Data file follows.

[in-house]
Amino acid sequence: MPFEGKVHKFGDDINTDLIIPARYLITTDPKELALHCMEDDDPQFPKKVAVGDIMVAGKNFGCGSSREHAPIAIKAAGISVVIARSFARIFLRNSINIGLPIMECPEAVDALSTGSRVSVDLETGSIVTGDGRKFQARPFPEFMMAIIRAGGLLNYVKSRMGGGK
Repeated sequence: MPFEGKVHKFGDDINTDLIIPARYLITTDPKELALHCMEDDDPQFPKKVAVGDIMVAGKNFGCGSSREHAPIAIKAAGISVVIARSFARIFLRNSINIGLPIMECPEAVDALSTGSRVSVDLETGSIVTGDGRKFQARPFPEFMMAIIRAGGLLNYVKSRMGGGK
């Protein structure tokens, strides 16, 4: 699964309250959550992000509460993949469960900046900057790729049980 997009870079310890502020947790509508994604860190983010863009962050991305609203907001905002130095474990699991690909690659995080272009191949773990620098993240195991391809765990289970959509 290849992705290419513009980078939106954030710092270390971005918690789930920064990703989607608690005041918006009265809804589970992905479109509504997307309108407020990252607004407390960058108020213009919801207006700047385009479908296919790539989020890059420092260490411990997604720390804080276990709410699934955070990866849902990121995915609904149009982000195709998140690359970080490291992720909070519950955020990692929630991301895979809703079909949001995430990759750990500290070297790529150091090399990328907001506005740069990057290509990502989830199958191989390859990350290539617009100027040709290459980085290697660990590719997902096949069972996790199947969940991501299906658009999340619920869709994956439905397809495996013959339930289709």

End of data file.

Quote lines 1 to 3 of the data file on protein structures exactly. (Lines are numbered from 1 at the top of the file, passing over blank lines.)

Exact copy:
[in-house]
Amino acid sequence: MPFEGKVHKFGDDINTDLIIPARYLITTDPKELALHCMEDDDPQFPKKVAVGDIMVAGKNFGCGSSREHAPIAIKAAGISVVIARSFARIFLRNSINIGLPIMECPEAVDALSTGSRVSVDLETGSIVTGDGRKFQARPFPEFMMAIIRAGGLLNYVKSRMGGGK
Repeated sequence: MPFEGKVHKFGDDINTDLIIPARYLITTDPKELALHCMEDDDPQFPKKVAVGDIMVAGKNFGCGSSREHAPIAIKAAGISVVIARSFARIFLRNSINIGLPIMECPEAVDALSTGSRVSVDLETGSIVTGDGRKFQARPFPEFMMAIIRAGGLLNYVKSRMGGGK